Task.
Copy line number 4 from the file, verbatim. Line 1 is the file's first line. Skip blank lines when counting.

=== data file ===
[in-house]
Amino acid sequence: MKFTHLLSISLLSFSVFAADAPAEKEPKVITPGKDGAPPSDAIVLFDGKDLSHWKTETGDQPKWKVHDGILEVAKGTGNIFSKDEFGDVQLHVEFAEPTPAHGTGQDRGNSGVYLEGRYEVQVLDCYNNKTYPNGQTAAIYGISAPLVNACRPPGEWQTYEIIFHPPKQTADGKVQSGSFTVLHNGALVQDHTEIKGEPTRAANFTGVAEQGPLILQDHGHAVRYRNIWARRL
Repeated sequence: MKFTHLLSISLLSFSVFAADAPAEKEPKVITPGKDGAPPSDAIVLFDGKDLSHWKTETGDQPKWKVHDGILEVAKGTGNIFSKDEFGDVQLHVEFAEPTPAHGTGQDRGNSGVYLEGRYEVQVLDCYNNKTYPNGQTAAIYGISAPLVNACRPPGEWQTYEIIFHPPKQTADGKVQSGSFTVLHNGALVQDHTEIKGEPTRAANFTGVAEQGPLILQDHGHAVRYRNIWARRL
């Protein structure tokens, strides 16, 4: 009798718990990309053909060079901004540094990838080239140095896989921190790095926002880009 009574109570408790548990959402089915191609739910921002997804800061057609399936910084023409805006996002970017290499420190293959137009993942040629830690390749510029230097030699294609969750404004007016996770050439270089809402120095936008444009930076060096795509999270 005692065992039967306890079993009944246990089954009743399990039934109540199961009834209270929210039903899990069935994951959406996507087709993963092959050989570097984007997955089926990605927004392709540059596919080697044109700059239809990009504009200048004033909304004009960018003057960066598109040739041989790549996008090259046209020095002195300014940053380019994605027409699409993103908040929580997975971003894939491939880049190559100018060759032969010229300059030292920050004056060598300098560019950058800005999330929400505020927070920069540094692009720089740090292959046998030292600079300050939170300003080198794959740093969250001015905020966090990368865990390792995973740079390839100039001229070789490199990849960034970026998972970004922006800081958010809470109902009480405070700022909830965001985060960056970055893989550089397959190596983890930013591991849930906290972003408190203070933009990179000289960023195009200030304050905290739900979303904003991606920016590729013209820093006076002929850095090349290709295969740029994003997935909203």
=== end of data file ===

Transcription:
């Protein structure tokens, strides 16, 4: 009798718990990309053909060079901004540094990838080239140095896989921190790095926002880009 009574109570408790548990959402089915191609739910921002997804800061057609399936910084023409805006996002970017290499420190293959137009993942040629830690390749510029230097030699294609969750404004007016996770050439270089809402120095936008444009930076060096795509999270 005692065992039967306890079993009944246990089954009743399990039934109540199961009834209270929210039903899990069935994951959406996507087709993963092959050989570097984007997955089926990605927004392709540059596919080697044109700059239809990009504009200048004033909304004009960018003057960066598109040739041989790549996008090259046209020095002195300014940053380019994605027409699409993103908040929580997975971003894939491939880049190559100018060759032969010229300059030292920050004056060598300098560019950058800005999330929400505020927070920069540094692009720089740090292959046998030292600079300050939170300003080198794959740093969250001015905020966090990368865990390792995973740079390839100039001229070789490199990849960034970026998972970004922006800081958010809470109902009480405070700022909830965001985060960056970055893989550089397959190596983890930013591991849930906290972003408190203070933009990179000289960023195009200030304050905290739900979303904003991606920016590729013209820093006076002929850095090349290709295969740029994003997935909203």